CARB Forcing VW, Audi, Porsche to Fix More Diesels

Sport-utility powerplants have cheat code.

by on Nov.30, 2015

The California Air Resources Board ordered Porsche and Audi vehicles using a 3.0-liter diesel engine to brought into compliance.

The Volkswagen Group faces new challenges in selling diesel-powered Porsche and Audi utility vehicles in the state of California.

The California Air Resources Board today sent an In Use Compliance letter notifying Volkswagen, Audi and Porsche to start the process necessary to recall and repair illegal emissions software in all 3.0-liter diesel vehicles, model years 2009 – 2015, sold in California.

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Audi has played up the performance advantages of the 3.0-liter diesel engines used in utility vehicles, such as the Audi Q7, and the 3.0-liter diesel is popular in Porsche’s two most popular utility vehicles, the Cayenne and Macan.

California is also the single largest market for both Audi and Porsche and the new order from CARB targeting both brands is likely to put a crimp in sales.

In addition, CARB has begun an investigation of the new 2016 Porsche and Audi vehicles powered by the 3.0-liter diesel engines.

The companies now have 45 business days or until early December to assemble their plan and deliver it to the Air Resources Board.

This action is the result of an admission by officials at Audi AG, manufacturer of all the engines involved, that the vehicles contain three undisclosed auxiliary emissions control devices designed to “defeat” emission statements, according to new information.

(Volkswagen reverses course, acknowledges additional cheating. For more, Click Here.)

The order includes a finding by the board that the engine has “illegal emissions software” that causes it to spew more pollutants on the highway than it is allowed. The recall will cover models years 2009 to 2015.

Porsche said in a statement saying it will “continue its efforts to comply fully with all regulatory authorities” and that it “awaits detailed information from engine supplier, Audi AG, as to specific actions which will be necessary to correct and recertify” the engine.

The recall order is apart from actions involving Volkswagen Group when it comes to 2.0-liter, four-cylinder diesel engines. Volkswagen Group has submitted a proposal to bring those engines up to the standard as well after an admission that software had been inserted in nearly 500,000 of them to cheat on emissions tests.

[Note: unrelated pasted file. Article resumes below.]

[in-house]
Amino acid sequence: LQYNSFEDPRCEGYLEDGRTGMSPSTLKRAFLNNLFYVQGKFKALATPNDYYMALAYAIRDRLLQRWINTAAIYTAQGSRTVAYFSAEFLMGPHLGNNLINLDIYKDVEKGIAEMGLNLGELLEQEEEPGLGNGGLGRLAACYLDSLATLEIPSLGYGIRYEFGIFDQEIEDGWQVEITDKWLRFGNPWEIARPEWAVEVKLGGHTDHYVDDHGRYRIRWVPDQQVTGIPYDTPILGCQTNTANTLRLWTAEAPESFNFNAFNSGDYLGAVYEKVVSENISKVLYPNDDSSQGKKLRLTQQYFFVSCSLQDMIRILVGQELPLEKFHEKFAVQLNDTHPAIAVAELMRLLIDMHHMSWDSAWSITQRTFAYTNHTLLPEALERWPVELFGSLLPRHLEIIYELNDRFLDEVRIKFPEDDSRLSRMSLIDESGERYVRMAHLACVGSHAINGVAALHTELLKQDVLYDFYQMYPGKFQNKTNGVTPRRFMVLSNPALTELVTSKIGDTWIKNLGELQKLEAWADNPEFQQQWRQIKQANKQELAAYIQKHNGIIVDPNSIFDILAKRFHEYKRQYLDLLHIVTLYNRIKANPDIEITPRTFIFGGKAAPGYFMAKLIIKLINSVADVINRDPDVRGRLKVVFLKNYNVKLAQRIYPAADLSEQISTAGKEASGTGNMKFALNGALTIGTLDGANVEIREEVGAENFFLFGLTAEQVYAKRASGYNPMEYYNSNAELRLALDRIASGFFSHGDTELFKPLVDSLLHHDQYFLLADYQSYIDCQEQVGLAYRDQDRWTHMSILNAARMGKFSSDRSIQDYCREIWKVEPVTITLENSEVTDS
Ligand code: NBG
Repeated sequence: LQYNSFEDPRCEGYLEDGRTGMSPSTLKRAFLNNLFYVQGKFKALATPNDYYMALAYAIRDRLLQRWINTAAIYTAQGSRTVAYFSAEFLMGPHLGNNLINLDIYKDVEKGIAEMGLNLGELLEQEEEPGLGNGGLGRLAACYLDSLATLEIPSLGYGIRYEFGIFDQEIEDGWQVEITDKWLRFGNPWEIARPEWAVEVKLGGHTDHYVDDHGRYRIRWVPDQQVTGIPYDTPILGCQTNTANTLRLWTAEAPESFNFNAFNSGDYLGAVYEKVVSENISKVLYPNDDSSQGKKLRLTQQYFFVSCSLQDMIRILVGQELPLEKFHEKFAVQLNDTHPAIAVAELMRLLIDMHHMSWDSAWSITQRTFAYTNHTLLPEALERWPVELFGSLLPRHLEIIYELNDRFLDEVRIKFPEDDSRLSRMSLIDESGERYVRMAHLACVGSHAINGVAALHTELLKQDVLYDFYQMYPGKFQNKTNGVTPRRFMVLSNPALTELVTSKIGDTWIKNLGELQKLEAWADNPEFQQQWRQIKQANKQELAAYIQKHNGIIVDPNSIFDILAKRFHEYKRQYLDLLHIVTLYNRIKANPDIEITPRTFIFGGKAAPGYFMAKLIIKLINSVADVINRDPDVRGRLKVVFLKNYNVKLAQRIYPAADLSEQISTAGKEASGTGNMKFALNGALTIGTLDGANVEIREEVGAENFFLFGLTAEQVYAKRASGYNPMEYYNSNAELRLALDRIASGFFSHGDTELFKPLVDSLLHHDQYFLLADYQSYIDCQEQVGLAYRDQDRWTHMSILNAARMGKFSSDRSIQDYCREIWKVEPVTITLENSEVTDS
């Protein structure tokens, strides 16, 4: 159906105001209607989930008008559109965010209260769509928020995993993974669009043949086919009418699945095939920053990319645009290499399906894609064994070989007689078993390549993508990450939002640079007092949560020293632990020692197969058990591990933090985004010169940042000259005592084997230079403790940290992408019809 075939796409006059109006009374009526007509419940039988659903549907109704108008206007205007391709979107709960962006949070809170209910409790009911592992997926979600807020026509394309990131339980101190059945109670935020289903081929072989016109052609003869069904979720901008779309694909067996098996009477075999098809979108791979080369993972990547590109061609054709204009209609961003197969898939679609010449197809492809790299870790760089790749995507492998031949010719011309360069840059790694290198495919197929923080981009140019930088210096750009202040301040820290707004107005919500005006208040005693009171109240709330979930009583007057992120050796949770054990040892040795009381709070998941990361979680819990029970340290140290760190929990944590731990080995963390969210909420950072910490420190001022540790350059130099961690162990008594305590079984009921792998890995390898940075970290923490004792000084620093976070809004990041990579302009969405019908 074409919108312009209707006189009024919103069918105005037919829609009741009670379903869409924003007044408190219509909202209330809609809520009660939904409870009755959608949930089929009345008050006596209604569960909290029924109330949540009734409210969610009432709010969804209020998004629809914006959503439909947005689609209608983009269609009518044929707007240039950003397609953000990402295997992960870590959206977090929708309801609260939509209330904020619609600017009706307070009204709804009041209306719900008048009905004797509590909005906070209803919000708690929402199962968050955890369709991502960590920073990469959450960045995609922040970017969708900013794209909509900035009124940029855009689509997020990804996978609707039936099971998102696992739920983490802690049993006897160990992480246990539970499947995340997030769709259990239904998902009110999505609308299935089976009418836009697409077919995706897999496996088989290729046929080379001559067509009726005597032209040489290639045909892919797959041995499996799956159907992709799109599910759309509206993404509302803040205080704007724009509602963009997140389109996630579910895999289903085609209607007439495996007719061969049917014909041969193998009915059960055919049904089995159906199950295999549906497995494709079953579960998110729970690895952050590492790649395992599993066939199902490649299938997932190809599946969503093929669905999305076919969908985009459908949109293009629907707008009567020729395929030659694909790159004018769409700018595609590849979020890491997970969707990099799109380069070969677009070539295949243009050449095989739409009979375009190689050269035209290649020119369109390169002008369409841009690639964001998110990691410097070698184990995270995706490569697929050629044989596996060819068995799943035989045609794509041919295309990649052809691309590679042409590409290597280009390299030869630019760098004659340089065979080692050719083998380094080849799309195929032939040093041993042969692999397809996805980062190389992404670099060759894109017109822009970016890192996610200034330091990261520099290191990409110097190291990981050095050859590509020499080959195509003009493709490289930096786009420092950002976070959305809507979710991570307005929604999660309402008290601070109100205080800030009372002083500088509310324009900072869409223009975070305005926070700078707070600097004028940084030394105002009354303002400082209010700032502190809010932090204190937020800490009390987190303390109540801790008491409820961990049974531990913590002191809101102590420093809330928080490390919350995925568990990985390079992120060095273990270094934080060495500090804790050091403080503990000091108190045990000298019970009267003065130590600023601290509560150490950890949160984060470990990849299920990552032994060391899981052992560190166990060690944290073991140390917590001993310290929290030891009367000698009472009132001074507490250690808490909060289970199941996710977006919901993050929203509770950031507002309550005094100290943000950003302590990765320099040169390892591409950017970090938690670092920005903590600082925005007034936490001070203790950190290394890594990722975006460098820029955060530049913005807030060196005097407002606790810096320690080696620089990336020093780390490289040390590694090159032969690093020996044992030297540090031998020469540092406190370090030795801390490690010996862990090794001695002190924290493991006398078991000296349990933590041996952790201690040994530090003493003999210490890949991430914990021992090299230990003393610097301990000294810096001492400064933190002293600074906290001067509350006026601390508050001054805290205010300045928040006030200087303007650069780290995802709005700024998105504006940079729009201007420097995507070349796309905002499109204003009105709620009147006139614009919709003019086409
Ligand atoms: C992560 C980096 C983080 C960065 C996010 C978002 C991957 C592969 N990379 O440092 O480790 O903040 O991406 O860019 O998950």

(Click Here for details about Ford’s new stoned simulation suit.)

Volkswagen is facing slowing orders for new cars, with consumers shunning purchases after the automaker admitted this month it understated fuel usage and carbon dioxide emissions, VW’s top labor representative reported.

“There is caution in buying,” the German company’s works council chief Bernd Osterloh told reporters. “The issue has triggered a greater crisis of confidence (in VW products) than the nitrogen (emissions) issue.”

A report in the German-language press over the weekend said that Volkswagen’s top executives knew a year ago that some of the company’s cars were markedly less fuel efficient than had been officially stated, Sunday paper Bild am Sonntag reported, without specifying its sources.

(To see more about what 10 states have the worst drivers, Click Here.)

The Bild am Sonntag report appears to contradict VW’s assertion that it only uncovered the false carbon dioxide emissions labeling as part of efforts to clear up the diesel emissions scandal, which became public in September.

Months after becoming aware of excessive fuel consumption, former Chief Executive Martin Winterkorn decided this spring to pull one model off the market where the discrepancy was particularly pronounced, the Polo TDI BlueMotion, the paper cited sources close to Winterkorn as saying.

A VW spokesman declined to comment on whether VW had knowledge already a year ago of overstated fuel efficiency, according to Reuters.

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3 Responses to “CARB Forcing VW, Audi, Porsche to Fix More Diesels”

  1. GT101 says:

    I see this deal ending very badly for the EPA when independent investigations of the EPA’s actions are exposed regarding the 3.0L V6 VW/Audi/Porsche diesel engine.